From November 15, 2001
Infectious Diseases Linked to Global Warming
Today, experts will discuss the connections between global warming and infectious diseases. U.S. levels of West Nile virus, hantavirus, and Lyme disease have dramatically increased over the past five years.
Scientific studies show that increases in rainfall and extreme drought may be partially blamed for the increase in these diseases. Human-caused global warming is predicted to cause a three-degree rise in temperature and a half-meter rise in sea level by the end of the century, according to the United Nations Intergovernmental Panel on Climate Change.
The transmission of these diseases is affected by even small changes in temperature and rainfall. Insect-borne diseases such as West Nile, encephalitis, dengue and malaria, and rodent-borne diseases such as hantavirus are sensitive to weather changes. Experts predict climate change will also bring new "surprise diseases."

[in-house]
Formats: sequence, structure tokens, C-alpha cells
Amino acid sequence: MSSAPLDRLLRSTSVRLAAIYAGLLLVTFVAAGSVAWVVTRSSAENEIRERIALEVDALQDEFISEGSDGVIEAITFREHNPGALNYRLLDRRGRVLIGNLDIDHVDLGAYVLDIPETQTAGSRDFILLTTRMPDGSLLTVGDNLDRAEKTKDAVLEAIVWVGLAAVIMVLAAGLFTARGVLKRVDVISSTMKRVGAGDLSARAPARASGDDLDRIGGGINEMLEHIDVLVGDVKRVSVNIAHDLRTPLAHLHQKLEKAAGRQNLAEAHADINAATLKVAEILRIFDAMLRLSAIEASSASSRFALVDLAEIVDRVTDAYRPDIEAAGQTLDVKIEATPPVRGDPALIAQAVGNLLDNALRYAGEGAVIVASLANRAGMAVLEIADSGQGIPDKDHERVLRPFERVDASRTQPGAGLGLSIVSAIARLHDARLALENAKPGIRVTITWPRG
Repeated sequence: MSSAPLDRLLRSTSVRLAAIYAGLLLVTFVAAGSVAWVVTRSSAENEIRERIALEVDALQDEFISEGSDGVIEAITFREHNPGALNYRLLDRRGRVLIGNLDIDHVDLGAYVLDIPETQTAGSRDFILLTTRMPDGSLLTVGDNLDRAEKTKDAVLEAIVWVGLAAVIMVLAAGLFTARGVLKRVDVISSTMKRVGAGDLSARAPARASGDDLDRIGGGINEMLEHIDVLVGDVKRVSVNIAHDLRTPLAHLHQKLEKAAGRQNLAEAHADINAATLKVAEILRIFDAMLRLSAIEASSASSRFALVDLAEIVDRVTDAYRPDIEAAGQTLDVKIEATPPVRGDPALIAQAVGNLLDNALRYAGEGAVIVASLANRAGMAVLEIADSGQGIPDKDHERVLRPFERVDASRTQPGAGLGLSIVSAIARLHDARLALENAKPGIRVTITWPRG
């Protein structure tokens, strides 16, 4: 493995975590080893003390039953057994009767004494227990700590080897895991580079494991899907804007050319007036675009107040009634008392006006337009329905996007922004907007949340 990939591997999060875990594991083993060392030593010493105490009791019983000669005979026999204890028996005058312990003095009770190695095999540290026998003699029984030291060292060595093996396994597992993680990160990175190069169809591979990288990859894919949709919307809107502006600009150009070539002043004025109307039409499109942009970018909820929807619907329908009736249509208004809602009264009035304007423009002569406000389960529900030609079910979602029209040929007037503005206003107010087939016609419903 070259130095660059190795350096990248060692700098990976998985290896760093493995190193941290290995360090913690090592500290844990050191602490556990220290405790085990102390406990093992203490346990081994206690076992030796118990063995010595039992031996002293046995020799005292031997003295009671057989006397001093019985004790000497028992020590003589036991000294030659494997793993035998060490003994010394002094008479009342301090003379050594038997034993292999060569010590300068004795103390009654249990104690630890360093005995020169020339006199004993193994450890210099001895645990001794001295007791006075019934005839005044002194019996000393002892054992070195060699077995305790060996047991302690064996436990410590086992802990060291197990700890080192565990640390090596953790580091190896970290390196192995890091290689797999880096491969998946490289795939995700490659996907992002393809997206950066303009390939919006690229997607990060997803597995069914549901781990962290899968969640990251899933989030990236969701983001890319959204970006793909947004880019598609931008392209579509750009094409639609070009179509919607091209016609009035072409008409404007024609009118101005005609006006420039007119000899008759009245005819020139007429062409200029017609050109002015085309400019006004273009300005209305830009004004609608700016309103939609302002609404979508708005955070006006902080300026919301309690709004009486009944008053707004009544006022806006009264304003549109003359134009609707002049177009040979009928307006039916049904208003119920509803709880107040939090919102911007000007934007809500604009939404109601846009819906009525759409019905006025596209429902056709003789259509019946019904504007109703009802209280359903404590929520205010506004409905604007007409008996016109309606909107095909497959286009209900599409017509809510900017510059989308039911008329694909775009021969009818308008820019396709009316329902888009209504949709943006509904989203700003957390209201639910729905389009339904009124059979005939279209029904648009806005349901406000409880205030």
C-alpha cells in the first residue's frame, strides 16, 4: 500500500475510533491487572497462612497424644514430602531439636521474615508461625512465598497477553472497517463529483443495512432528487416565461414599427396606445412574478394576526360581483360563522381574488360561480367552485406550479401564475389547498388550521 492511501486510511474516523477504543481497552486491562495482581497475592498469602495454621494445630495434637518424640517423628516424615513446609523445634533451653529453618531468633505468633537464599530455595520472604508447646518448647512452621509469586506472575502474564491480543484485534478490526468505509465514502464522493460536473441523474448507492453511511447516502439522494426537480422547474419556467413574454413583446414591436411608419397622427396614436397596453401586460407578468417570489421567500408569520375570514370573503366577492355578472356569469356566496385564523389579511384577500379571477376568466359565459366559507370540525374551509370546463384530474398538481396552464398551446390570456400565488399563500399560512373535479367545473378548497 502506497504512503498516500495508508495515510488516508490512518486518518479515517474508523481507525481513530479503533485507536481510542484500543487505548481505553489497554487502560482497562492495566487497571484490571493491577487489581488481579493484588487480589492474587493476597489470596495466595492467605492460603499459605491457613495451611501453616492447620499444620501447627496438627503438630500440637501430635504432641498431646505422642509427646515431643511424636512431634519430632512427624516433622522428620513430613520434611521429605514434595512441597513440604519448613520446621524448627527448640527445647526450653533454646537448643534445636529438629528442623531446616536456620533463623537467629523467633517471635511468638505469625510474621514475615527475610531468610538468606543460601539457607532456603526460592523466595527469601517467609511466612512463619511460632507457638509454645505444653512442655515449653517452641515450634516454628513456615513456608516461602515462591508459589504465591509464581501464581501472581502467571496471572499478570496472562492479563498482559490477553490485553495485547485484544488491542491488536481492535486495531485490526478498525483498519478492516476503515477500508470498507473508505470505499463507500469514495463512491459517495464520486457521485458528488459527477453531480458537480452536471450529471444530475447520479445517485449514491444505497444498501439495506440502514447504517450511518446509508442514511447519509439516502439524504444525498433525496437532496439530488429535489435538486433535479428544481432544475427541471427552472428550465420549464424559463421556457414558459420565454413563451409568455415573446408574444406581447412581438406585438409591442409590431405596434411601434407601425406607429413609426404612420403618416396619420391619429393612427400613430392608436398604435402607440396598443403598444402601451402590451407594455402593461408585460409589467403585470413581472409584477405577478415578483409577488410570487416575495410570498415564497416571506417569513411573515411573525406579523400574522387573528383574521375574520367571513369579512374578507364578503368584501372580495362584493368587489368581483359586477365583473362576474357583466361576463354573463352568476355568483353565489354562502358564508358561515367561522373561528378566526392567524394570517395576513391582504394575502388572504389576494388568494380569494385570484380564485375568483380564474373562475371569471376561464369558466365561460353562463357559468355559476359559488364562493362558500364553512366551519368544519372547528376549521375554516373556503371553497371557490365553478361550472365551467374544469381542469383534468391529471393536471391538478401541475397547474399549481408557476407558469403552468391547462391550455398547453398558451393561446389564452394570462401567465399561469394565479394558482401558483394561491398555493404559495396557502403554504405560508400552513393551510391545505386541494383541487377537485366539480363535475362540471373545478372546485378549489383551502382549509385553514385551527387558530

The U.S. continues to sit on the sidelines after last week's international treaty meeting on climate control held in Morocco. Negotiators for over 160 countries, including Great Britain, Japan and Russia, reached an agreement to set mandatory targets for reducing greenhouse gas emissions. The U.S., which emits most of the world's greenhouse gases, would be exempt from the treaty.
At noon today, a panel
of medical experts will explain the links between climate change, new
disease outbreaks, and our public health system's ability to handle them.
Experts include Paul Epstein, MD, MPH, Harvard medical School, Center
for Health and the Global Environment; Bob Musil, MD, Executive Director,
Physicians for Social Responsibility; and Jonathan Patz, MD, MPH, Johns
Hopkins School of Public Health.